National Guard unit takes a break, bonds while shooting paintballs
By Sara Gregory
CHINA GROVE ó Colorful gunfire took out severalNational Guardsmen on Thursday.
Members of the Air National Guard’s 241st Air Traffic Control Squadron took a break from training to lob paintballs at each other at Carolina Paintball Park.
Many in the squadron have served tours in Iraq and Afghanistan.
Ducking from paintballs and paint grenades isn’t all that different from actual combat, Guardsman Steve Hutcherson said.
“When I’m out there playing, I’m not thinking it’s a game,” Hutcherson said.
Brightly colored paint splotches and welts marked those hit. Paintballs zipped overhead as guardsmen played “woods ball” and then a faster-paced “hyper-ball.”
“It was over quick,” Guardsman Kevin Malchose said after finishing his second round of hyper-ball. “Kind of tells you just how easy it is in combat.”
The guardsmen had eight acres to roam at the paintball park. Dressed in army fatigues and goggles, they made their way through the woods first.
Carolina Paintball Park owner Steve Wyatt divided the guardsmen into teams of 13, with one group defending a large wooden fort against the other team’s advances.
Once hit, a player is out. The game ends when all the players on one team are painted.
The game’s pace is exciting and gets adrenaline rushing, several guardsmen said.
“It gives you a different feeling,” Guardsman Chad Wilson said. “Gets your heart pumping.”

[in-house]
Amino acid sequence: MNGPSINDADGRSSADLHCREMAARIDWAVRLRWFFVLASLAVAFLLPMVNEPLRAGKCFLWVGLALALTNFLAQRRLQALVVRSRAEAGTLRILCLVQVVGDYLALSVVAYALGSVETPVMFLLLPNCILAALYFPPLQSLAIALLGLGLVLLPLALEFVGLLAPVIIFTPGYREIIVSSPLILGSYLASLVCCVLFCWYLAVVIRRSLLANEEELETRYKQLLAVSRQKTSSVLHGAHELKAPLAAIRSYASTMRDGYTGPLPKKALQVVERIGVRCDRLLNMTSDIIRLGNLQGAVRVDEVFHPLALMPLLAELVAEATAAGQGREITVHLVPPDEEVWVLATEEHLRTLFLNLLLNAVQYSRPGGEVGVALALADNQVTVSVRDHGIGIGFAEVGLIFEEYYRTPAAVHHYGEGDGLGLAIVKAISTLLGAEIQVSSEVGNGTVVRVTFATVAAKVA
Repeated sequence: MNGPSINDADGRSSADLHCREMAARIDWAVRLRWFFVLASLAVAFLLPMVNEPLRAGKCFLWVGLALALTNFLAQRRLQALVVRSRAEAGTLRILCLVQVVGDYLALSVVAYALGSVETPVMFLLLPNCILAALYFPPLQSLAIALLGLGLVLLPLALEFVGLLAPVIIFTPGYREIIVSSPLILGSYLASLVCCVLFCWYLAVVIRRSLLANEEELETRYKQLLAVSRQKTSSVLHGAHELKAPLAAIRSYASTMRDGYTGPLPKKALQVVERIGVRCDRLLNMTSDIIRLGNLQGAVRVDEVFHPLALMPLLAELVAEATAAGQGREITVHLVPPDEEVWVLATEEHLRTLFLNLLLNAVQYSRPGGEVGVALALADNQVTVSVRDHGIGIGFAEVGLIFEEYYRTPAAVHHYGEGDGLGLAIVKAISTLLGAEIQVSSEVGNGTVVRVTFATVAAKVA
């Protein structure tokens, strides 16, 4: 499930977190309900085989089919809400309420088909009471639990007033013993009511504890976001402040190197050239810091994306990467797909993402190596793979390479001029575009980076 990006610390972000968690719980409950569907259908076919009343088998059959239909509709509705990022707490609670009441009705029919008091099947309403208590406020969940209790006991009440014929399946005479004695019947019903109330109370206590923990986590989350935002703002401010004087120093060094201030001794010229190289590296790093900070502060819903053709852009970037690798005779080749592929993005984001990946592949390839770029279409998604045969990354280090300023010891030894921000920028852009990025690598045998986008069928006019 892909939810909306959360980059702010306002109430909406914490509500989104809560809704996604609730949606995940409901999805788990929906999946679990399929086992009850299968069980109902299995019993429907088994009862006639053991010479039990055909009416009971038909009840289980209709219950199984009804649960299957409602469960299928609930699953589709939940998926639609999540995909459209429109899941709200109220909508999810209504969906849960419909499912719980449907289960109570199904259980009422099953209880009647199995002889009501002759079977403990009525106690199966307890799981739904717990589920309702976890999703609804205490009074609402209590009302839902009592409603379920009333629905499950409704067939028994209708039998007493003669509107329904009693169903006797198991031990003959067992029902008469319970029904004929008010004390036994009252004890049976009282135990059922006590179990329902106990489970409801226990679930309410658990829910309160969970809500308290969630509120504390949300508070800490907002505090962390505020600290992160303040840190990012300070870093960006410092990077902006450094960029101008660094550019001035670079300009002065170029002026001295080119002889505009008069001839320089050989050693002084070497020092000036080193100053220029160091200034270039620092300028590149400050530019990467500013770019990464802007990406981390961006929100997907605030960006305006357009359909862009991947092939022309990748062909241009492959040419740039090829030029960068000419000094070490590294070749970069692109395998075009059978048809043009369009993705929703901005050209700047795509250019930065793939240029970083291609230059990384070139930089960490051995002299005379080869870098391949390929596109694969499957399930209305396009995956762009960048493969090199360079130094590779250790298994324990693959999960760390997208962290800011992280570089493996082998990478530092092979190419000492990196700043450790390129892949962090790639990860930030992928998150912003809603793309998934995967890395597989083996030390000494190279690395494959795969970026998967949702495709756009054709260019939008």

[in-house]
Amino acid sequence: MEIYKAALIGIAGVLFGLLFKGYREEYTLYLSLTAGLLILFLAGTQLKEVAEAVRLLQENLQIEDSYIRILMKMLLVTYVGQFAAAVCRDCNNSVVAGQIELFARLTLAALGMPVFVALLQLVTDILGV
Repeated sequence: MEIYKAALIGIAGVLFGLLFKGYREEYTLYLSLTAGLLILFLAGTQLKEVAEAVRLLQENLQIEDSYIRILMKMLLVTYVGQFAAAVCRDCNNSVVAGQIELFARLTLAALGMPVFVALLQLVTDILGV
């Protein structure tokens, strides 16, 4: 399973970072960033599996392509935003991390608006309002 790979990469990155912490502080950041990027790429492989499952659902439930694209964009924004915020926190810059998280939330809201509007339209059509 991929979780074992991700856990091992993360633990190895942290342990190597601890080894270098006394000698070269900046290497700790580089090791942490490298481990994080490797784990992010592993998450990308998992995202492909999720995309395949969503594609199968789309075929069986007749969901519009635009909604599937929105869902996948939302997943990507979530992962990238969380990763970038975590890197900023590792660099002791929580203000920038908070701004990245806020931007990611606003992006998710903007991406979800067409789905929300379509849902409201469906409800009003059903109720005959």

Taking a break in between games, guardsmen gleefully recounted how many they’d taken out with paint.
“I got people,” Guardswoman Audra Justice exclaimed as she did a victory dance. “I shot four people!”
The only female in the group of 26, Justice was playing paintball for the first time.
“Being the only girl out here, there’s a lot of pressure,” she said. “But they don’t discriminate against who they shoot. It’s on.”
Justice and the others are stationed out of St. Joseph, Mo. They’re spending one of their two required weeks of training in Badin, the home of another Air National Guard station.
Wyatt has two other paintball courses in addition to the woods. On one, players must maneuver around giant inflatables. On the other field, metal pipes create obstacles to hide behind and attack from.
The game on that field ó called hyper-ball ó finished in minutes after guardsmen slinking on their stomachs across the ground and ducking behind pipes took out the other team.
“These guys are pretty aggressive,” Wyatt said. “They don’t like to sit around.”
For the guardsmen, Thursday also was a chance for team-building. Many are new to the squadron.
“It really helps us bond,” Wilson said. “This is what it’s about.”
They’ll take those skills back with them to Missouri.
“Our work, we really rely on trusting each other,” Justice said. “We got each others’ backs no matter what team you’re on in the end.”Contact Sara Gregory at 704-797-4257 or sgregory @salisburypost.com.